Eating habits of university students in need of a healthy change
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Eating habits of university students in need of a healthy change
  • Jung Yu-kyung
  • 승인 2019.03.04 16:34
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Youth Atelier came up with "Banal Town," to raise awareness of the value of a good meal. Photo by Jung Yu-kyung.
Having to focus on their studies while dealing with economic difficulties, students are struggling to maintain healthy eating habits.
 
According to a poll taken by Ewha Voice to determine the eating habits of 80 university students, 69.8 percent of the students answered that they only eat two meals per day, 47.2 percent answered that they have a hard time eating three meals a day because they lack the time, and 20.8 percent answered that they use convenience stores for their meals.
 
“Because I live alone, I have difficulty eating a proper meal,” said Son Ye-rim, a student of the Department of English Language & Literature. “Eating something healthy like a salad is too expensive and time consuming, so I go to convenience stores for a cheaper but unhealthier choice.”
 
In order to tackle this problem, Youth Atelier, a cultural planning team consisting of university students, launched its 6th project, “Banal Town.”
 
Starting at Sinchon Station Star Plaza on Feb. 16, Youth Atelier created a town with various booths to raise awareness concerning the importance of a good meal.
 
“The first thing university students do when they’re short on money is skip meals,” said Ji Ye-seul, a member of Youth Atelier.
 
“This weakens not only one’s physical state but also one’s mental faculties. Many do not realize that skipping a meal can result in fatigue and stress.”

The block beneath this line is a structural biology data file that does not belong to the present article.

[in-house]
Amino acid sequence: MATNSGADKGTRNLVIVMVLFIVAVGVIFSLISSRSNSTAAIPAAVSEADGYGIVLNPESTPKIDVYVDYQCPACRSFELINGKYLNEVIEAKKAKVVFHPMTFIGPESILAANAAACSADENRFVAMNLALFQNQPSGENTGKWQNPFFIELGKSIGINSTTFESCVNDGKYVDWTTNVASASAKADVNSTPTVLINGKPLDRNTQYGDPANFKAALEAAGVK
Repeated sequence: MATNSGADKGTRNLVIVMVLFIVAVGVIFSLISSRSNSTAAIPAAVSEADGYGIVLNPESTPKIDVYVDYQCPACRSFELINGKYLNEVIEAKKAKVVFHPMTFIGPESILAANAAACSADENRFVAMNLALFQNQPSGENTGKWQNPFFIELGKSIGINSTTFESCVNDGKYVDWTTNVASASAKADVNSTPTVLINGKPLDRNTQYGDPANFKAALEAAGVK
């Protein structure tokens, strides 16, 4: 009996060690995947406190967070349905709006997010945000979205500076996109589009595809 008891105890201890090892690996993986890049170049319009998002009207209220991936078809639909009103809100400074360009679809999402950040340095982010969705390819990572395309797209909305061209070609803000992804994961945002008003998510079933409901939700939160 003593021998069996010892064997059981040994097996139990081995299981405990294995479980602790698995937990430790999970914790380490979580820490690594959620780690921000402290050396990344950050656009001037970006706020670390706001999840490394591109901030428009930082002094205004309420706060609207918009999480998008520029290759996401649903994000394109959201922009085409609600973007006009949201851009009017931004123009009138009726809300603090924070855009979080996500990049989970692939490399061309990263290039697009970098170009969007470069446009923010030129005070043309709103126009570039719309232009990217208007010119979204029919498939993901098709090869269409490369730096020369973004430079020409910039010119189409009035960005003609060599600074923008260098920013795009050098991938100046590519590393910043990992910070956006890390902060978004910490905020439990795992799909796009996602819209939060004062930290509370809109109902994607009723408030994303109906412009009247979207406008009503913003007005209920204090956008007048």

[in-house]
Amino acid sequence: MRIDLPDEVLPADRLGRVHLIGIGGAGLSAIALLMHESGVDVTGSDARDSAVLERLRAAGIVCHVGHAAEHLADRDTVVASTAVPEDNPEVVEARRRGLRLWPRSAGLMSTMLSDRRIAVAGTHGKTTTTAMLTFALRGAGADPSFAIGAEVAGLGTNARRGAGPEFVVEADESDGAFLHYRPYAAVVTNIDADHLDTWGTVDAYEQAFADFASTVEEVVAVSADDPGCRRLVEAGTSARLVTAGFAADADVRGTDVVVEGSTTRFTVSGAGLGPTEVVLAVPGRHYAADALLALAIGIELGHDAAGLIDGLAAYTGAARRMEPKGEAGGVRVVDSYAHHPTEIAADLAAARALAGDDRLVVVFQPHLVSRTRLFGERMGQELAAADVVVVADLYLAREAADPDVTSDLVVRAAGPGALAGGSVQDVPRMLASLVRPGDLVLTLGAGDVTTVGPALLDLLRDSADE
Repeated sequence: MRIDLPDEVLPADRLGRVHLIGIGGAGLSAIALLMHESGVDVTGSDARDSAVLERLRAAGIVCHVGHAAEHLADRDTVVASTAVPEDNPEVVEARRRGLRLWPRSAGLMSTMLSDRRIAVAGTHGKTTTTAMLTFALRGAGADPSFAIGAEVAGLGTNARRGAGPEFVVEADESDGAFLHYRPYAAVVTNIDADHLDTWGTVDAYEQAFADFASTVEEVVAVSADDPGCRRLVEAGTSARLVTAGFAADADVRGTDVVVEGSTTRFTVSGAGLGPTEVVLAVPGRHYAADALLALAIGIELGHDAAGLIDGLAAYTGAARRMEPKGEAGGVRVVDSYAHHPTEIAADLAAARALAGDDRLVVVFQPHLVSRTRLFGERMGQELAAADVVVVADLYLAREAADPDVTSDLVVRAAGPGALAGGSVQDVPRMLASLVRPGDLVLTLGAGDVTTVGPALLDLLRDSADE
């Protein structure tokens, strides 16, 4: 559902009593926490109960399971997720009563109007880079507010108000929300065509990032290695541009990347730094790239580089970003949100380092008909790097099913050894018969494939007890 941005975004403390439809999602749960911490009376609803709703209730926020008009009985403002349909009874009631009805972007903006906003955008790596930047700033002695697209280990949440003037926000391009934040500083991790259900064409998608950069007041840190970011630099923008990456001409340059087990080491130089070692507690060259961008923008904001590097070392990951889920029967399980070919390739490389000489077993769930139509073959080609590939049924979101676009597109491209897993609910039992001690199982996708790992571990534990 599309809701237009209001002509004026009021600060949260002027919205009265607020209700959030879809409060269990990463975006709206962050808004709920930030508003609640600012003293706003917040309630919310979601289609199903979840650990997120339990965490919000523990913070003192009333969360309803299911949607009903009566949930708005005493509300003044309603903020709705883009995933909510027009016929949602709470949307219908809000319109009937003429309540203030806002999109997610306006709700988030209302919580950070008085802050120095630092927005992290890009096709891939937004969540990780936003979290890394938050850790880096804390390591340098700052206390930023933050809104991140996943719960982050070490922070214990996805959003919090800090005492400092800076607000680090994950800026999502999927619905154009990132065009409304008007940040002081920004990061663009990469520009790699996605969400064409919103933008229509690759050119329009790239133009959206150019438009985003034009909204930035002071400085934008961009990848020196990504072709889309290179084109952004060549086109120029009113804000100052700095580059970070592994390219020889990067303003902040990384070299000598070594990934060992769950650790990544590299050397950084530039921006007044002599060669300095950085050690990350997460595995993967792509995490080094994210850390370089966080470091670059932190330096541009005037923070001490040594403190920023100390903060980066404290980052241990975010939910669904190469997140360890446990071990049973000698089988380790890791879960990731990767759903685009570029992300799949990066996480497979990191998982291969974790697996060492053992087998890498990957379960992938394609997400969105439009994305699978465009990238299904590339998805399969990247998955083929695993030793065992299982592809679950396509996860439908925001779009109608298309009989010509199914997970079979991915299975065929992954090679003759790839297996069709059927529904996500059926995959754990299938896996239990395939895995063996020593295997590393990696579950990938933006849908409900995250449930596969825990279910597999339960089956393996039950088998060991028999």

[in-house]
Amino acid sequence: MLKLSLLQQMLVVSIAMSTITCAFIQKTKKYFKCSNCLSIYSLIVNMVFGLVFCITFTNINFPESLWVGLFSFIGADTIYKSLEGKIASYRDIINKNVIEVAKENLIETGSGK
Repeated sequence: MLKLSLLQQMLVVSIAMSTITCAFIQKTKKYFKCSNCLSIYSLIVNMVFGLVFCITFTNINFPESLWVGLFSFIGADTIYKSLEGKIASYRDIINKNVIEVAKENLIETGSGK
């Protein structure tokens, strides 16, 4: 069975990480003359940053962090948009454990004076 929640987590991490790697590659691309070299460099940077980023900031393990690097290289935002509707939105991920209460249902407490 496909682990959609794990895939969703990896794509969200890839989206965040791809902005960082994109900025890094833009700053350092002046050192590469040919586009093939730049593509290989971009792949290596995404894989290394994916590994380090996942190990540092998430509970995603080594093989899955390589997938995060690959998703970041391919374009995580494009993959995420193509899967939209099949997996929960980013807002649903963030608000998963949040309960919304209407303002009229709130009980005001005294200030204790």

Youth Atelier’s aim is to make university students realize their neglect of good meals and provide information to induce voluntary change.
 
“We realized that we couldn’t offer a direct solution because unhealthy eating habits result from structural problems,” Ji said. “So our main goal is to help students reflect on their eating habits and change their views rather than to pressure students into accepting solutions regarding financial problems and time-management problems.”
 
Youth Atelier’s booths enabled the participants not only to learn but to maintain healthy life style after participating various booths and events.
 
“At the end of the event, participants were given a diary to record their daily diet,” said Ko Jeong-wook, another member of Youth Atelier. “In this way, the participants can continue to practice what they have learned that day.”
 
They also gave advice on how university students can try to eat three proper meals a day.
 
“Personally, I think many people skip their breakfast because they don’t have time,” Ko said. “I advise them to drink soymilk mixed with powdered-grains since it’s both filling and nutritious.”
Ji added that buying various Korean side dishes would help one to eat a balanced meal while reducing the time to prepare it. “We often feel reassured when we eat a home-made meal,” Ji said. “Buying side dishes would help students eat a nutritious meal and also feel mentally comforted.”
 
Finally, the two members commented on how eating a proper meal for oneself is another way of self-regard and self-interest.
 
“In our culture, we greet each other by asking if the other has eaten,” Ji said. “This implies that a meal not only satisfies actual hunger but also serves as a source of warmth. We hope that students will be able to treat themselves to good meals and to take care of their bodies.”

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